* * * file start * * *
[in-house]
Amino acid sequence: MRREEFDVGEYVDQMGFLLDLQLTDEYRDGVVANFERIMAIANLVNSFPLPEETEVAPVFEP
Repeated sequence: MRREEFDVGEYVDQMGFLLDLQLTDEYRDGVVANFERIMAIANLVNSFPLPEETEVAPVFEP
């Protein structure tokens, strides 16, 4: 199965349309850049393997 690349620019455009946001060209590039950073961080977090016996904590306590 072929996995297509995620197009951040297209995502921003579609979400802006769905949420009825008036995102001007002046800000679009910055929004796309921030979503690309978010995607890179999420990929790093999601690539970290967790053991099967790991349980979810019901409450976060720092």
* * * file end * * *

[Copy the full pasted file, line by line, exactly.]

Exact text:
[in-house]
Amino acid sequence: MRREEFDVGEYVDQMGFLLDLQLTDEYRDGVVANFERIMAIANLVNSFPLPEETEVAPVFEP
Repeated sequence: MRREEFDVGEYVDQMGFLLDLQLTDEYRDGVVANFERIMAIANLVNSFPLPEETEVAPVFEP
């Protein structure tokens, strides 16, 4: 199965349309850049393997 690349620019455009946001060209590039950073961080977090016996904590306590 072929996995297509995620197009951040297209995502921003579609979400802006769905949420009825008036995102001007002046800000679009910055929004796309921030979503690309978010995607890179999420990929790093999601690539970290967790053991099967790991349980979810019901409450976060720092």